The effects of oral hydrolytic enzymes and flavonoids on inflammatory markers and coagulation after marathon running: Study protocol for a randomized, double-blind, placebo-controlled trial

Viola Grabs, David C. Nieman, Bernhard Haller, Martin Halle, Johannes Scherr

Research output: Contribution to journalArticlepeer-review

16 Scopus citations

Abstract

Background: Regular moderate intensity physical activity positively influences the immune system with a lower incidence of upper respiratory tract infections (URTI) and lower levels of pro-inflammatory markers. However, marathon running due to its strenuous and prolonged nature results in immune perturbations with a major increase in pro-inflammatory markers and subsequent increased incidence of URTI. Furthermore, marathon running results in muscle damage and changes in hemostasis that promote a pro-thrombotic state. Naturally occurring hydrolytic enzymes and flavonoids have antioxidant, anti-inflammatory and fibrinolytic effects, and may serve as countermeasures to exercise-induced inflammation, immune dysfunction and URTI. The aim of this study is to determine whether the ingestion of oral hydrolytic enzymes and flavonoids before and after a marathon attenuates post-race muscle damage and inflammation, counters pro-thrombotic changes in hemostasis and decreases URTI incidence. Methods/design: The Enzy-MagIC-study (Enzymes, Marathon runninG, Inflammation, Coagulation) is a randomized, double-blind, placebo-controlled, monocenter phase I trial. 160 healthy males (age 20-65 years) will be randomized to receive either placebo or treatment (Wobenzym, MUCOS Pharma, Berlin, Germany) which contains the hydrolytic enzymes (bromelain, trypsin) and the flavonoid rutoside. One week before the marathon race, participants will begin daily ingestion of the investigational product (3×4 tablets). Intake will be continued for two weeks after the race (3×2 tablets per day). Clinical and laboratory measures will be collected 5-weeks and 1-week before the race, and immediately-, 24-h, 72-h, and 2 weeks after the race. The primary endpoint is the influence of the treatment on the pre-to-post marathon race plasma concentration change of the inflammatory marker interleukin-6 (IL-6). Secondary endpoints include the effect of treatment on salivary IgA concentration and the frequency of upper respiratory tract infections (URTI) for two weeks post-marathon as determined by the Wisconsin Upper Respiratory Symptom Survey (WURSS-24). Furthermore, changes of muscular and rheological parameters will be measured before and after the marathon race. Discussion: We hypothesize that marathon-induced inflammatory perturbations and the incidence of subsequent URTI, muscular damage, and changes of hemostasis can be positively influenced by the anti-edematous, anti-inflammatory, antioxidant, and fibrinolytic effects of oral hydrolytic enzymes and flavonoids (Wobenzym). Trial registration: ClinicalTrials.gov Identifier: NCT01916408.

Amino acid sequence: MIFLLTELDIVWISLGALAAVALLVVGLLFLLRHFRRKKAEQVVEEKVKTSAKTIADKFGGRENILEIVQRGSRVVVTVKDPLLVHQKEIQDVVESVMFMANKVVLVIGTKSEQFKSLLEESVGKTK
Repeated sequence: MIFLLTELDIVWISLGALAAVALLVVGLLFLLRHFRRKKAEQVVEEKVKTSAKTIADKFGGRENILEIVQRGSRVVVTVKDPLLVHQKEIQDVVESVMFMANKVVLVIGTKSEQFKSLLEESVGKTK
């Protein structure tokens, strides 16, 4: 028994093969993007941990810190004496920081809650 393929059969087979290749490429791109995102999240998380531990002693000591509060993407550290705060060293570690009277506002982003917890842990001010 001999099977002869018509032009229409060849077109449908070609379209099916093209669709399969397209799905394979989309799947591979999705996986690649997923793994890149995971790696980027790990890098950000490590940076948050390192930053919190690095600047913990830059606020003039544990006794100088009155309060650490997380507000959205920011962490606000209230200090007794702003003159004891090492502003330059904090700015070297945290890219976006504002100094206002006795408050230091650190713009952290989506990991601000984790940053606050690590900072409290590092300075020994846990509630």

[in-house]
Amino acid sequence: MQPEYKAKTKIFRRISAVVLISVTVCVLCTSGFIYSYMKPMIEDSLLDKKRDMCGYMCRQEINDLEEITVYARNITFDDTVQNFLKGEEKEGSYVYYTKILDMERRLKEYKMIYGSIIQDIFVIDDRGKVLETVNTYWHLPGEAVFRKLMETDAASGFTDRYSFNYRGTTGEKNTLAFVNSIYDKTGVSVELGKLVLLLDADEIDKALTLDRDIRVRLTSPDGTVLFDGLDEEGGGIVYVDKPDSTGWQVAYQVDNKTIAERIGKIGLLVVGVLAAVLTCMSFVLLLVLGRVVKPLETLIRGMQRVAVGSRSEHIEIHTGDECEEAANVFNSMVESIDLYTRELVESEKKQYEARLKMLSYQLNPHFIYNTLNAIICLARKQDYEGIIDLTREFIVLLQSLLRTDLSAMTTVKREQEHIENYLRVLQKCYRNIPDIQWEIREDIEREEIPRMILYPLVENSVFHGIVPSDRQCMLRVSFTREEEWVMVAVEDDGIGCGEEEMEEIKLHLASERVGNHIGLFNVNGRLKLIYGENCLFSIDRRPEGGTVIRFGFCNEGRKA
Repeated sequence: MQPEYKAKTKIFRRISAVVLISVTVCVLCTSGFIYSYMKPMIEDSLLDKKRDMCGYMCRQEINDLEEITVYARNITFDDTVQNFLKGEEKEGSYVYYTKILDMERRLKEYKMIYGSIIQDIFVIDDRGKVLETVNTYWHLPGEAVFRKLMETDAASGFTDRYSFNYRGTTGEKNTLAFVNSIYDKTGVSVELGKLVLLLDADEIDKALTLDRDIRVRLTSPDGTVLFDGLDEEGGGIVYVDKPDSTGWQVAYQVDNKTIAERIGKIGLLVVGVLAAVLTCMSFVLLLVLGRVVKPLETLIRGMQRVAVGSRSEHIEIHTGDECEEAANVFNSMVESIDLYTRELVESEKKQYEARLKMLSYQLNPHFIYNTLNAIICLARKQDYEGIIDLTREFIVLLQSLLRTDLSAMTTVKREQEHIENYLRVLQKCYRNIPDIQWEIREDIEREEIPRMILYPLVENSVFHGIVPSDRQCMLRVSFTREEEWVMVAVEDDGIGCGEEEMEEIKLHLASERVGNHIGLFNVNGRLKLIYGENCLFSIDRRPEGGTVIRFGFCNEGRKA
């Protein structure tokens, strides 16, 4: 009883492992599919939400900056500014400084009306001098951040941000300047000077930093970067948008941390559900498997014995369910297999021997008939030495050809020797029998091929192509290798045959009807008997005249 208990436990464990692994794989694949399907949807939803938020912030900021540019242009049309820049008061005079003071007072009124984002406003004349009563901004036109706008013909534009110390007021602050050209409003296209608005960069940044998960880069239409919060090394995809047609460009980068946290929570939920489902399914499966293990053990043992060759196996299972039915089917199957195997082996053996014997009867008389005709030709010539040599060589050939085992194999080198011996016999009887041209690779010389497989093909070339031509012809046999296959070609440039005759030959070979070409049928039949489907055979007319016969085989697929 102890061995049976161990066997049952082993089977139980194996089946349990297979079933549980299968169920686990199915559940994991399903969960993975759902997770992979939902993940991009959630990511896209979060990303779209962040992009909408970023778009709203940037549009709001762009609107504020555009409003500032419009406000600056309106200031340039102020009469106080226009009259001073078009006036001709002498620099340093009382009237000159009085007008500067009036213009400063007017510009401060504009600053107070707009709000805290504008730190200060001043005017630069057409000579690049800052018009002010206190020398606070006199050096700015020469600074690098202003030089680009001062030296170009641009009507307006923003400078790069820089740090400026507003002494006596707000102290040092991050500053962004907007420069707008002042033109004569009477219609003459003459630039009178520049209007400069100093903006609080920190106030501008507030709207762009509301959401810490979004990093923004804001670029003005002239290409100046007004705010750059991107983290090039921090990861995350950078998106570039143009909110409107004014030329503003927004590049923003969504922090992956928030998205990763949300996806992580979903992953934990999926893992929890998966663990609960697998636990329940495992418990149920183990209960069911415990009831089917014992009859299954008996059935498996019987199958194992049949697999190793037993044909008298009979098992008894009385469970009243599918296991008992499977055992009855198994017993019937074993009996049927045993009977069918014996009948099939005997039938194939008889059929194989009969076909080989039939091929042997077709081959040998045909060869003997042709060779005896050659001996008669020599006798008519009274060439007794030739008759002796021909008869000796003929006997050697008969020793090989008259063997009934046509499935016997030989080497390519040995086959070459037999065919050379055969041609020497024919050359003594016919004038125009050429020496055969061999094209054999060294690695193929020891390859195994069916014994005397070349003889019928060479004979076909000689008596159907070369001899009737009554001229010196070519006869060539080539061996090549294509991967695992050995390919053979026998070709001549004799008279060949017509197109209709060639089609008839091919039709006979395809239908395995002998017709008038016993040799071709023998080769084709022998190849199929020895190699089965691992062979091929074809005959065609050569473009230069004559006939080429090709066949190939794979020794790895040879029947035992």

Original languageEnglish
Article number8
JournalBMC Sports Science, Medicine and Rehabilitation
Volume6
Issue number1
DOIs
StatePublished - 22 Feb 2014
Externally publishedYes

Keywords

  • Exercise
  • Flavonoids
  • Inflammation
  • Oral hydrolytic enzymes
  • Upper respiratory tract illness

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